When I set out to work in my field, I had every intention of working my way to the top as quickly as possible. Craig and I hadn’t intended to have any children (I’m sure God has slapped His knee and had a hearty laugh over that one!) so we would give everything to our respective jobs to make as much money as possible so we could have lots of fun vacations and cool toys.
Having more than two children…depending on where in your timeline you have them…limits options in the professional realm. When it comes to the industry I am in, there’s a decision to pursue advancement or have a family that seems to take place all the time. I have accepted the fact that I made the decision to be open to a larger family and that has limited my professional opportunities. As a matter of fact, I have retreated and sometimes simply side-stepped in my “career” (for lack of a better term) in order to ensure I can balance my family commitments and work commitments in such a way that I can be fairly happy with both.
I feel like I make that decision to pursue professional opportunities or pursue my family over and over again. The more children I have, the more the decision has been in favor of family.
There is a part of me that wonders if I might have ever reached the professional heights I started out seeking had I never married and had children. —–Because, you know, I might have had a wreck of a career anyway.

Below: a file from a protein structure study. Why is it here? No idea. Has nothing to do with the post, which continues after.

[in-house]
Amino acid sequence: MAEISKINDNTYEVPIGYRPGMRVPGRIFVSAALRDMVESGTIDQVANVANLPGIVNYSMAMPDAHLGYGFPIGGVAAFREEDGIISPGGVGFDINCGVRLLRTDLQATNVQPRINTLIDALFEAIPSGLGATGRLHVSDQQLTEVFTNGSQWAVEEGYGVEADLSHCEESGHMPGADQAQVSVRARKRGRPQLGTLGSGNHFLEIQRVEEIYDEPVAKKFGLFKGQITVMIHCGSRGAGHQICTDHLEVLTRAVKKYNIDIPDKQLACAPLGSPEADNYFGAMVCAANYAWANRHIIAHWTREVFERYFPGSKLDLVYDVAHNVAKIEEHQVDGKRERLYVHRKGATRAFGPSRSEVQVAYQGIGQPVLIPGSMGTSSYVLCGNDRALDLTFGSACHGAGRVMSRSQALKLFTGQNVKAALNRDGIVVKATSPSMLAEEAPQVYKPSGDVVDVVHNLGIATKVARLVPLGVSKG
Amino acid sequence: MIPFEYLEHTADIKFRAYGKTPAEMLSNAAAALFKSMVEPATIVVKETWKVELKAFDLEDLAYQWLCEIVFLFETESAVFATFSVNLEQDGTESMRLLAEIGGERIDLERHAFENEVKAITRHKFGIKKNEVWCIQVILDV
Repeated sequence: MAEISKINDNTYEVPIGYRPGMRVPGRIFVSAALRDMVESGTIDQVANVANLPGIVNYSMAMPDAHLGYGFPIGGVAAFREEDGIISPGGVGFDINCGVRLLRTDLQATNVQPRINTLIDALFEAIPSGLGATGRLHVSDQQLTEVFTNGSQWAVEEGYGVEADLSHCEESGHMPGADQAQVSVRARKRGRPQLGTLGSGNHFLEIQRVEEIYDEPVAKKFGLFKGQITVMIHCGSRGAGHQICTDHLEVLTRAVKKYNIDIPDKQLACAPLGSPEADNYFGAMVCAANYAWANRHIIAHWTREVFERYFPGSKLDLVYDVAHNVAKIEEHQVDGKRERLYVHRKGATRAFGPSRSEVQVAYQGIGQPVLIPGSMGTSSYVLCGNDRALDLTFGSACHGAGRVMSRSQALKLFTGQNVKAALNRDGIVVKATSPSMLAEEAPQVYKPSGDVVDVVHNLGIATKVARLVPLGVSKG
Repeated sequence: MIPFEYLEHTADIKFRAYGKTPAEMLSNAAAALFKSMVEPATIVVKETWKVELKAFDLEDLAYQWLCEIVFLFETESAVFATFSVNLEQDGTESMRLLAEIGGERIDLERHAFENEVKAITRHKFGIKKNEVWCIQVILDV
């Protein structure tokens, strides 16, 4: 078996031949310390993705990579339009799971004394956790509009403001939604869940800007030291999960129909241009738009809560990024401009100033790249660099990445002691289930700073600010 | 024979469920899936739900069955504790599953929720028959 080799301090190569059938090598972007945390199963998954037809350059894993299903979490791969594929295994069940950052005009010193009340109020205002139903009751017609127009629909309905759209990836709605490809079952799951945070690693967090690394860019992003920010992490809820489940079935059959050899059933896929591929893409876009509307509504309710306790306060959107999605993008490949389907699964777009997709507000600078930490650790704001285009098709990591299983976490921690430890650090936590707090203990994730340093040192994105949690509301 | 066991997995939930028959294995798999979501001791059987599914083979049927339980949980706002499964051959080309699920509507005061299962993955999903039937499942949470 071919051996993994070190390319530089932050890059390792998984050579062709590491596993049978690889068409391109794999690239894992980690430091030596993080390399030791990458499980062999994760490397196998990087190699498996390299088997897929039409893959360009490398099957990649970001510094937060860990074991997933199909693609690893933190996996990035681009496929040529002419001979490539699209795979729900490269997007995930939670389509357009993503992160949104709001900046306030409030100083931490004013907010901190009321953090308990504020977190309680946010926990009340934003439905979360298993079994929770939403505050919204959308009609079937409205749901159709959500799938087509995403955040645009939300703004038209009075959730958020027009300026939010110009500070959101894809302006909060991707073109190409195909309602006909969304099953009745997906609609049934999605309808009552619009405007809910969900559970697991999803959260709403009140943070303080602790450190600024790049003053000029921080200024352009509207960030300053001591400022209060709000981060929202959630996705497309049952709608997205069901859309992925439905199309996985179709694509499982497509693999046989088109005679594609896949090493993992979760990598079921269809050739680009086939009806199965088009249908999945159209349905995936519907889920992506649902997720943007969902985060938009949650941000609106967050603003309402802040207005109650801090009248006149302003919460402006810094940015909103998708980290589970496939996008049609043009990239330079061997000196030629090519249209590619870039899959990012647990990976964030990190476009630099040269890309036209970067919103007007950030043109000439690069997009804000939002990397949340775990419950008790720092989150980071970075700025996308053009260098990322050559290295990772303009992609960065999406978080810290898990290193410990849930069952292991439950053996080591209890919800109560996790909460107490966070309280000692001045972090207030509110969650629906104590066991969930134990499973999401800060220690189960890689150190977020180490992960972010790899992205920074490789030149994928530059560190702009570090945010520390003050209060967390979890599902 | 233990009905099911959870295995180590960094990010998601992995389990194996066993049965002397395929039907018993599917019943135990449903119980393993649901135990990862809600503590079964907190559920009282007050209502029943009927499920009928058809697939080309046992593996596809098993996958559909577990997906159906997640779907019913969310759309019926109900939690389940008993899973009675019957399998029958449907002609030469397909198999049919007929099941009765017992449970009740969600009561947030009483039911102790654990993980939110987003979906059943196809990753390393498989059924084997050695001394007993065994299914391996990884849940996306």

I feel like I go in phases with where my thinking leads on this stuff. Sometimes I am jealous of those folks who have their one or two or three kids and say, “Enough! I have had enough children! I am going to move forward and know that I am DONE!” (DONE referring to the having children thing) Other times, I am bewildered by those folks. Internally, I ask, “how can you KNOW? I mean, for sure. Like even when you know….how do you know you’re right about that?”
There is this part of me that wonders if I will ever feel the finality of childbearing…before the physical reality of menopause hits. —–Because, you know, I might not ever be ready to be done. What then?
I guess what I do know is this: Having children changed what I valued. Over the years, baby smiles, First Communions, Christmas mornings, days at the park, sharing books, and ball games and practices have all proved to be greater than a spot in the board room, overtime and networking.
Over time, and through my reversion and the precedence my relationship with God has taken in my life, I have come to value gifts from God in the form of eternal, irresistable, goodness (those irresistable souls of my children!) over money, prestige and material importance.
Further, the idea of being done receiving eternal souls entrusted to us by our Heavenly Father, continues to feel elusive. There are times I pray that I could receive such a sense of surety about the matter. And others, where I believe I will feel sad to receive that surety. Because let’s face it: the day will come when I am no longer able to conceive, carry and bear a child — God, in His infinite goodness and mercy, worked it out that way.